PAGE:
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New research from CSIRO tracks a decade of developments in silicon photovoltaics, and discusses the future of the industry.

A new research paper led by CSIRO postdoctoral researcher Dr Bruno Vicari Stefani analyses ten years of data on developments in the silicon solar photovoltaic (PV) industry and explores why some technologies struggled to gain a foothold in the market, while others exceeded expectations.

Published in Joule, a scientific journal focusing on sustainable energy, the paper Historical market projections and the future of silicon solar cells reports from the International Technology Roadmap for Photovoltaics (ITRPV) and concludes that many long-term predictions within the industry were inaccurate.

The International Renewable Energy Agency (IRENA) notes that the decade from 2010–2020 saw renewable power generation becoming the default economic choice for new energy generation capacity, and solar joining wind as a competitive option.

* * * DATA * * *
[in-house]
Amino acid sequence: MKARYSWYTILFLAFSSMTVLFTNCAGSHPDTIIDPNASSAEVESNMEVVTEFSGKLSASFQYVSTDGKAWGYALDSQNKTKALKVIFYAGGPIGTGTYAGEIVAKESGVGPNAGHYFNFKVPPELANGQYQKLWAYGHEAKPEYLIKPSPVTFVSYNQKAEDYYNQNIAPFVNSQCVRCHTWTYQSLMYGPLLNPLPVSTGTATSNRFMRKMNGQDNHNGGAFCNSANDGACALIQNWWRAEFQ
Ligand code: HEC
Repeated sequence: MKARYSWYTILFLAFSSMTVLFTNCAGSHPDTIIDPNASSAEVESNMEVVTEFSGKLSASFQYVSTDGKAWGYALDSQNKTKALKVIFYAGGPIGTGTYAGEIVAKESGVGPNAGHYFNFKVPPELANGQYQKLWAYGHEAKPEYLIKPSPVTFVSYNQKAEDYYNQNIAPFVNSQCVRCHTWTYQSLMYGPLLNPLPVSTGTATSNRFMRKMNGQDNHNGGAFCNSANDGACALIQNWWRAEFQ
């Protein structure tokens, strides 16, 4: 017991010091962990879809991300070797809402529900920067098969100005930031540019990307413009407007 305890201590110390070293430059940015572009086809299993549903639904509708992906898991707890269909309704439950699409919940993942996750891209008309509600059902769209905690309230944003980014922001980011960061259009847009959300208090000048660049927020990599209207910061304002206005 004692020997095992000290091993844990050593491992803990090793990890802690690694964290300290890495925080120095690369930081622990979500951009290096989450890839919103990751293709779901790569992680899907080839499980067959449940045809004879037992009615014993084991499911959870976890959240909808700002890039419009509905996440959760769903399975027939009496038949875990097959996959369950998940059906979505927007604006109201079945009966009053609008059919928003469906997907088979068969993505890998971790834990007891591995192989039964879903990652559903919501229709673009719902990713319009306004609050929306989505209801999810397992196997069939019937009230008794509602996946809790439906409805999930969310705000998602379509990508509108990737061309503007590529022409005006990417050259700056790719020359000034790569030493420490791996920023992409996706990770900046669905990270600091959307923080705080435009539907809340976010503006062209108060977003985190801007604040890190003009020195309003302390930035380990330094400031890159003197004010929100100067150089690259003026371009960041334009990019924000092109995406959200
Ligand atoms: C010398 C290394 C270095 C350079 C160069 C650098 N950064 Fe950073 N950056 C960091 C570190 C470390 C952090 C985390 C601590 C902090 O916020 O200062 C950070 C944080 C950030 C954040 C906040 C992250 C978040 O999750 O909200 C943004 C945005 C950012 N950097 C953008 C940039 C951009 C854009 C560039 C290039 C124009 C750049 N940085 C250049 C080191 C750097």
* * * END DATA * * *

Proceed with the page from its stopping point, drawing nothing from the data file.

According to a 2023 research paper published in the IEEE Journal of Photovoltaics (Global Progress Toward Renewable Electricity: Tracking the Role of Solar) PV is now the most rapidly growing generation technology in the energy transition.

Marking a milestone year, PV represented 56 per cent of newly installed global electricity generating capacity in 2022. “Solar is a very fast-moving, dynamic industry,” Dr Vicari Stefani said. “Our research explores some of the discrepancies between what was projected in the industry, and what transpired in reality.”

A short history of silicon PV technologies

A solar panel is formed by connecting many individual solar cells. When sunlight hits the cell, the solar energy is absorbed, releasing an electron that flows to the metal contacts where it is collected. This produces an electrical current that is harnessed to provide power to the consumer’s home or business.